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Guoshima

2 World Shadows [Canopy Shadows]

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Hello, I just took a closer look at the shadows from 2 worlds. The shadows from the trees look extremely detailed. I am really wondering how they achieve such a good quality. Even if I would use a 2K by 2K texture for only 50m on 50m in my engine, the quality wouldn't be that good. Any idea on what tricks they might be using. This has defently nothing to do with using LiSPSM, VSM, PCF or any other trick, but just the shadow quality itself. Regards, Kenzo [Edited by - Guoshima on April 19, 2006 2:51:49 AM]

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I reckon they use Canopy Shadows for their tree-shadows, in which they project a high-resolution (static) shadow-map on the scene "under" each tree, using projective texturing. It's not 100% correct but very effective, non the less, the shadows of the leafs will even be projected on persons that walk under the tree.

I noticed Bethesda does the same in Oblivion for their tree-shadows, by the way.

Edit: It seems Epic uses the same technique in their Unreal-engines: there is small bit about Canopy Shadows for trees on this page: http://udn.epicgames.com/Two/ExampleMapsAdvLighting#Tree_Canopy_Shadows

A screenshot showing Canopy Shadows:

(This screenshot is from Epic Megagames' developer network)

[Edited by - HolyFish on April 18, 2006 4:16:20 PM]

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The only problem (which is actually a big one depending on what you want) with the described method, is that it breaks down fairly quickly when the direction of the light source changes significantly with respect to the direction that the original shadow map was baked from. You would have serious trouble getting accurate shadows out of this method if you wanted to have a true day/night cycle with cycling sun/moon.

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hmm looks very interesting actually :)

Does anyone can give me little bit more explenation about this, or point me to somewhere where I can read/find more information perhaps. A quick google didn't gave me lot on first sight, but I'll take another look tomorrow then.

Regards,
Kenzo

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Quote:
Original post by HolyFish
I reckon they use Canopy Shadows for their tree-shadows, in which they project a high-resolution (static) shadow-map on the scene "under" each tree, using projective texturing.

Am I missing something, because as I read that 'canopy shadows' is just regular projective texturing, theres nothing new going on except they've given it a special name.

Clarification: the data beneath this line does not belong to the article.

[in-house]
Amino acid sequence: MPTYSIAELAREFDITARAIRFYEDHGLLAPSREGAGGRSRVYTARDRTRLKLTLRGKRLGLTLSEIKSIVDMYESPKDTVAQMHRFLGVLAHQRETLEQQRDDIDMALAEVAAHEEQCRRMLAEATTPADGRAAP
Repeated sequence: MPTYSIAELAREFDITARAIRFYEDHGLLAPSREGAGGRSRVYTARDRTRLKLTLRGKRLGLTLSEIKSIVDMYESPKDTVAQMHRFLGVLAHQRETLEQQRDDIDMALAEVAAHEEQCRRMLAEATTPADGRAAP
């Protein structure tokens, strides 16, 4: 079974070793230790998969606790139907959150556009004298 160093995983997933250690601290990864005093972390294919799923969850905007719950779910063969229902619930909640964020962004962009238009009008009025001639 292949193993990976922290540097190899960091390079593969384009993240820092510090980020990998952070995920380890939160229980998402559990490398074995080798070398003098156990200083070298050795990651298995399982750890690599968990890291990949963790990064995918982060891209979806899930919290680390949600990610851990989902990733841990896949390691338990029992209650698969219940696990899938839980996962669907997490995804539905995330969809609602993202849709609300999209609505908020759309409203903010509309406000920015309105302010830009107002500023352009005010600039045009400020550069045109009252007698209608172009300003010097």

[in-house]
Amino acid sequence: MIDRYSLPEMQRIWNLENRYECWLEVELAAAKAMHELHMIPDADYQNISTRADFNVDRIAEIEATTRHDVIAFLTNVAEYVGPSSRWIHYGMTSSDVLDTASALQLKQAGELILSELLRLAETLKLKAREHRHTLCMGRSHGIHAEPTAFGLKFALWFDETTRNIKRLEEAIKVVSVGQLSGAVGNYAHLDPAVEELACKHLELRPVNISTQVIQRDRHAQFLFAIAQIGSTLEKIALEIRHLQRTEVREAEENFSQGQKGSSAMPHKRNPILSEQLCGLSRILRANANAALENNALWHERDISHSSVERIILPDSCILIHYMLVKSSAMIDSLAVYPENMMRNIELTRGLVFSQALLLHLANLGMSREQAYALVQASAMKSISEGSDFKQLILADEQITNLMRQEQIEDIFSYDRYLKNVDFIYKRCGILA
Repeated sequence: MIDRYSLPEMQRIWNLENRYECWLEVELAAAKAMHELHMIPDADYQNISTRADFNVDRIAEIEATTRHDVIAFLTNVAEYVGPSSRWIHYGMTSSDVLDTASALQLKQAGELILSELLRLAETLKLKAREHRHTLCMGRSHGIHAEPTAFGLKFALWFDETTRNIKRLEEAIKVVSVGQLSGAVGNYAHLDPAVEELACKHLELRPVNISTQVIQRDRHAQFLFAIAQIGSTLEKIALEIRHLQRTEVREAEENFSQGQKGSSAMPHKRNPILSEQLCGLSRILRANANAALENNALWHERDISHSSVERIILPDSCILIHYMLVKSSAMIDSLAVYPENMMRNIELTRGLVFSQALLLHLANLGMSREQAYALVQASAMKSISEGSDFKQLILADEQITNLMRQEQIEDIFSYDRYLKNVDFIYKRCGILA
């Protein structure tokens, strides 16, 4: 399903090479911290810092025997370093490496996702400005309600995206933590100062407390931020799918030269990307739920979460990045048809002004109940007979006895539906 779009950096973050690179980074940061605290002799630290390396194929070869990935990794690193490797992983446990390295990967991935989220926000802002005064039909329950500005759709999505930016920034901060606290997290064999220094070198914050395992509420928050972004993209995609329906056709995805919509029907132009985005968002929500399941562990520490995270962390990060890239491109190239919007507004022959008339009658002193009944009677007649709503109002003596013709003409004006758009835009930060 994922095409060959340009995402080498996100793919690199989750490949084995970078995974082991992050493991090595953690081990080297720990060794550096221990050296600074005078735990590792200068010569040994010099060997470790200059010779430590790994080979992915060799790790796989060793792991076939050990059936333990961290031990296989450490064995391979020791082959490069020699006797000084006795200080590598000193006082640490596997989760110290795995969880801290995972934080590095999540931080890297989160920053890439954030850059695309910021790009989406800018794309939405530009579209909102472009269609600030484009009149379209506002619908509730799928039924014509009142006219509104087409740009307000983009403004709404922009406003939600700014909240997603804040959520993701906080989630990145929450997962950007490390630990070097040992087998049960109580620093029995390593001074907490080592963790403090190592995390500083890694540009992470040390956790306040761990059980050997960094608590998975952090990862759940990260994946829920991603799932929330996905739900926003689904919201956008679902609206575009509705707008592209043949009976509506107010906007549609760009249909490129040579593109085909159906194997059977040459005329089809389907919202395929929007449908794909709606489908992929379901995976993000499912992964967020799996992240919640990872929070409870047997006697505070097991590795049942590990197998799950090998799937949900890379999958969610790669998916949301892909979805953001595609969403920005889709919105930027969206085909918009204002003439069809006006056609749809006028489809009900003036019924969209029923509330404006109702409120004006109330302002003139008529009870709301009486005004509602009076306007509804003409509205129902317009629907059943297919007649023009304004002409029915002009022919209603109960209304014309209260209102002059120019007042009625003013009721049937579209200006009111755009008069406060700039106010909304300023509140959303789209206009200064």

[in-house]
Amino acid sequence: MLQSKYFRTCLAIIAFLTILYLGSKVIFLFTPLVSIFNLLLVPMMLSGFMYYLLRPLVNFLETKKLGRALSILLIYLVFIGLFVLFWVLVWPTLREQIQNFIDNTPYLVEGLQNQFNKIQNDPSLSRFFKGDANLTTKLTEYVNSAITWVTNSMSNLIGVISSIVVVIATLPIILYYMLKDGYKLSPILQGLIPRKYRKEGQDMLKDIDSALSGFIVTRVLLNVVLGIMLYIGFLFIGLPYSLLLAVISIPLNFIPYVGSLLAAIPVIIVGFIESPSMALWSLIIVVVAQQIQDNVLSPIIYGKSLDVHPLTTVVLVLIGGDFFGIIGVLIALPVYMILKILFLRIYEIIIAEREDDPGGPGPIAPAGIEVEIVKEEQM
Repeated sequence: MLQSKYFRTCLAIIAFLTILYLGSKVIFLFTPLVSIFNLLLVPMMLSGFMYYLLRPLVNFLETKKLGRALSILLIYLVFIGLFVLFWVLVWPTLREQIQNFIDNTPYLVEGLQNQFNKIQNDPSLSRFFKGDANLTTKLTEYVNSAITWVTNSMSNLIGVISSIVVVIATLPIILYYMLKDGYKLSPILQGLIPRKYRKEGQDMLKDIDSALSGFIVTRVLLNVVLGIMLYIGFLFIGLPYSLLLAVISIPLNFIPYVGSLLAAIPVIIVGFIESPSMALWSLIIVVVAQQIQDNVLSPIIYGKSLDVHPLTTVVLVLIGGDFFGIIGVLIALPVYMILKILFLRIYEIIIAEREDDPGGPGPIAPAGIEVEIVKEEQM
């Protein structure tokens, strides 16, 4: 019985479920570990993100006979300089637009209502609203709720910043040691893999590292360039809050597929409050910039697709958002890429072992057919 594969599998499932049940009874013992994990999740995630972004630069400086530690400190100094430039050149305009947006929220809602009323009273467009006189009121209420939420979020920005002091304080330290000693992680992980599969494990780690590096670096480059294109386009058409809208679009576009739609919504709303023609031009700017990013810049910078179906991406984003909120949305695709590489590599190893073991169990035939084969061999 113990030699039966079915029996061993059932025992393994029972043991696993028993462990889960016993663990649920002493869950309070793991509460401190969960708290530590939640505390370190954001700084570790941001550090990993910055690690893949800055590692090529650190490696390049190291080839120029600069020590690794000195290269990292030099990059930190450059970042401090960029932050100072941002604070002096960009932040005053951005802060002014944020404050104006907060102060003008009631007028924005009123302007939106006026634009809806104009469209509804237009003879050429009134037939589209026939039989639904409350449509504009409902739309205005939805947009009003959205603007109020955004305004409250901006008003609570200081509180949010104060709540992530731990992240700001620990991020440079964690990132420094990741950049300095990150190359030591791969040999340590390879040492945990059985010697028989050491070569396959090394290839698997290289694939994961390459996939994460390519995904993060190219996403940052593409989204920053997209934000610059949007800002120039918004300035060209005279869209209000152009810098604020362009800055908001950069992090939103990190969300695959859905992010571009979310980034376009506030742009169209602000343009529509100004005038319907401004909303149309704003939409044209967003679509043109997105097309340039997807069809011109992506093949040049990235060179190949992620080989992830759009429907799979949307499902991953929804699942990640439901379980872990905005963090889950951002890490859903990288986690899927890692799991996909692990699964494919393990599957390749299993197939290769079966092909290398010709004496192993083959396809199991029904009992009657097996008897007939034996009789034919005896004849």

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Hi Kenzo,

If you want to use Canopy Shadows you'll have to look into Projective Texturing, cause that's really all there is to it, I imagine.
I learned a great deal about Projective Texturing by reading this article (http://www.paulsprojects.net/tutorials/smt/smt.html). It's a shadowmapping tutorial, but has a very nice introduction about Projective Texturing.

If you animate the shadowmap a tiny bit by scrolling it from side to side and up and down randomly (so it looks like the leafs wave in the wind) I bet the result would be very satisfying and convincing, if you can live with the fact it's fake :)

Quote:
The only problem direction of the light source changes significantly with respect to the direction that the original shadow map was baked from.
That's right, but I guess that's one of those things you'll have to sleep about and consider to use higher quality shadows instead of going for 100% realism.

Oblivion comes to mind again, cause it's a recent game that has canopy shadows, which has a full day/night cycle and it's really not that much of an issue there.

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Quote:
Original post by OrangyTang
Quote:
Original post by HolyFish
I reckon they use Canopy Shadows for their tree-shadows, in which they project a high-resolution (static) shadow-map on the scene "under" each tree, using projective texturing.

Am I missing something, because as I read that 'canopy shadows' is just regular projective texturing, theres nothing new going on except they've given it a special name.

Exactly, like I said above (sorry I was probably typing when you posted your reply), there's nothing fancy about them, but they do the trick.
Sometimes the hardest problems have the simplest solutions :)

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Quote:
Original post by HolyFish
...cause it's a recent game that has canopy shadows, which has a full day/night cycle and it's really not that much of an issue there.


But what if you could have real shadows?? :)

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It wouldn't really be that hard to make the projected shadow update once every minute or whatever update rate you needed. Even if it was an extremely high poly tree model, you could easily update the shadowmap once in a while as long as the sun didn't move too fast...

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Isn't it just a single render pass per light? That isn't as taxing as many people would imagine on modern graphics cards, as long as you don't have too many lights.

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